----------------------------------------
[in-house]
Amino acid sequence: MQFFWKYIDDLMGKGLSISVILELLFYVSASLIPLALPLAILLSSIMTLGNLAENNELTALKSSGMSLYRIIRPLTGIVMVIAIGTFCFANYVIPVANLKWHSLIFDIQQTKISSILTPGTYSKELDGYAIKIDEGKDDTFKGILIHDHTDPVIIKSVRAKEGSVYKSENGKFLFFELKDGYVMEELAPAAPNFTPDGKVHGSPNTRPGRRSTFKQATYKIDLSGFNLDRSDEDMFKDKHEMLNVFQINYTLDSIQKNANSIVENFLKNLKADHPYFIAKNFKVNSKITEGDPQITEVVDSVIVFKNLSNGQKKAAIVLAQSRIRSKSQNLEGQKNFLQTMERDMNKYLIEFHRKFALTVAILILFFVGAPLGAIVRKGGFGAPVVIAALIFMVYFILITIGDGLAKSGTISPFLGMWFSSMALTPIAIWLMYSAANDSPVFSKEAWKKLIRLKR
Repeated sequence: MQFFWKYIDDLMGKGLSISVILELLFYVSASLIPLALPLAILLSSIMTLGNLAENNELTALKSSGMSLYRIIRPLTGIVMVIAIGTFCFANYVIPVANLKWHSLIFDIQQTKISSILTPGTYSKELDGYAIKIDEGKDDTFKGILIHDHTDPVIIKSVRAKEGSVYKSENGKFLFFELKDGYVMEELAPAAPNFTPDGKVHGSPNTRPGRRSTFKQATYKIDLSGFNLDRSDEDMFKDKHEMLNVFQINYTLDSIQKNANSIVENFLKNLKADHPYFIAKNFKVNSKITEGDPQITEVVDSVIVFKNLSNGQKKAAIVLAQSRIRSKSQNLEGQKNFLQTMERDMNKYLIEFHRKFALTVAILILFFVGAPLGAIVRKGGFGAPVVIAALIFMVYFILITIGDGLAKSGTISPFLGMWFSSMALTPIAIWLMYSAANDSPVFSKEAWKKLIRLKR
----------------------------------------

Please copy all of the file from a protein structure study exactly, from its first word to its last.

[in-house]
Amino acid sequence: MQFFWKYIDDLMGKGLSISVILELLFYVSASLIPLALPLAILLSSIMTLGNLAENNELTALKSSGMSLYRIIRPLTGIVMVIAIGTFCFANYVIPVANLKWHSLIFDIQQTKISSILTPGTYSKELDGYAIKIDEGKDDTFKGILIHDHTDPVIIKSVRAKEGSVYKSENGKFLFFELKDGYVMEELAPAAPNFTPDGKVHGSPNTRPGRRSTFKQATYKIDLSGFNLDRSDEDMFKDKHEMLNVFQINYTLDSIQKNANSIVENFLKNLKADHPYFIAKNFKVNSKITEGDPQITEVVDSVIVFKNLSNGQKKAAIVLAQSRIRSKSQNLEGQKNFLQTMERDMNKYLIEFHRKFALTVAILILFFVGAPLGAIVRKGGFGAPVVIAALIFMVYFILITIGDGLAKSGTISPFLGMWFSSMALTPIAIWLMYSAANDSPVFSKEAWKKLIRLKR
Repeated sequence: MQFFWKYIDDLMGKGLSISVILELLFYVSASLIPLALPLAILLSSIMTLGNLAENNELTALKSSGMSLYRIIRPLTGIVMVIAIGTFCFANYVIPVANLKWHSLIFDIQQTKISSILTPGTYSKELDGYAIKIDEGKDDTFKGILIHDHTDPVIIKSVRAKEGSVYKSENGKFLFFELKDGYVMEELAPAAPNFTPDGKVHGSPNTRPGRRSTFKQATYKIDLSGFNLDRSDEDMFKDKHEMLNVFQINYTLDSIQKNANSIVENFLKNLKADHPYFIAKNFKVNSKITEGDPQITEVVDSVIVFKNLSNGQKKAAIVLAQSRIRSKSQNLEGQKNFLQTMERDMNKYLIEFHRKFALTVAILILFFVGAPLGAIVRKGGFGAPVVIAALIFMVYFILITIGDGLAKSGTISPFLGMWFSSMALTPIAIWLMYSAANDSPVFSKEAWKKLIRLKR